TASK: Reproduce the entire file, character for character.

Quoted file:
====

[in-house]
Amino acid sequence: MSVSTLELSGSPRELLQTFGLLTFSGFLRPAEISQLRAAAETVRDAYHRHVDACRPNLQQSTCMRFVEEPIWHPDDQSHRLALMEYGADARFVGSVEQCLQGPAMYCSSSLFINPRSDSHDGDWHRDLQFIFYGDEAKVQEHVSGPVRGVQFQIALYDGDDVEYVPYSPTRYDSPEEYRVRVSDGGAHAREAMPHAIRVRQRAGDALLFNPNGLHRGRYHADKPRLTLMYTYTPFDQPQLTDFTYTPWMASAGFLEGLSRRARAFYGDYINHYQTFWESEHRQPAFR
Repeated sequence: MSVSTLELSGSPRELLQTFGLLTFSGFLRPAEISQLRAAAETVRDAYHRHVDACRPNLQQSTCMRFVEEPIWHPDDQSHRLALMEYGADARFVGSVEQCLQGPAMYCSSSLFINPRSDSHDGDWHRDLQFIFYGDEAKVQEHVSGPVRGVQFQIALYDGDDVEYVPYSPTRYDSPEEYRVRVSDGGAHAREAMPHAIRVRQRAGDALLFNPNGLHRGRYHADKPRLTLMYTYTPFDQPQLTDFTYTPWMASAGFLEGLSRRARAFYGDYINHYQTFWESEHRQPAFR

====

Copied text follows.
[in-house]
Amino acid sequence: MSVSTLELSGSPRELLQTFGLLTFSGFLRPAEISQLRAAAETVRDAYHRHVDACRPNLQQSTCMRFVEEPIWHPDDQSHRLALMEYGADARFVGSVEQCLQGPAMYCSSSLFINPRSDSHDGDWHRDLQFIFYGDEAKVQEHVSGPVRGVQFQIALYDGDDVEYVPYSPTRYDSPEEYRVRVSDGGAHAREAMPHAIRVRQRAGDALLFNPNGLHRGRYHADKPRLTLMYTYTPFDQPQLTDFTYTPWMASAGFLEGLSRRARAFYGDYINHYQTFWESEHRQPAFR
Repeated sequence: MSVSTLELSGSPRELLQTFGLLTFSGFLRPAEISQLRAAAETVRDAYHRHVDACRPNLQQSTCMRFVEEPIWHPDDQSHRLALMEYGADARFVGSVEQCLQGPAMYCSSSLFINPRSDSHDGDWHRDLQFIFYGDEAKVQEHVSGPVRGVQFQIALYDGDDVEYVPYSPTRYDSPEEYRVRVSDGGAHAREAMPHAIRVRQRAGDALLFNPNGLHRGRYHADKPRLTLMYTYTPFDQPQLTDFTYTPWMASAGFLEGLSRRARAFYGDYINHYQTFWESEHRQPAFR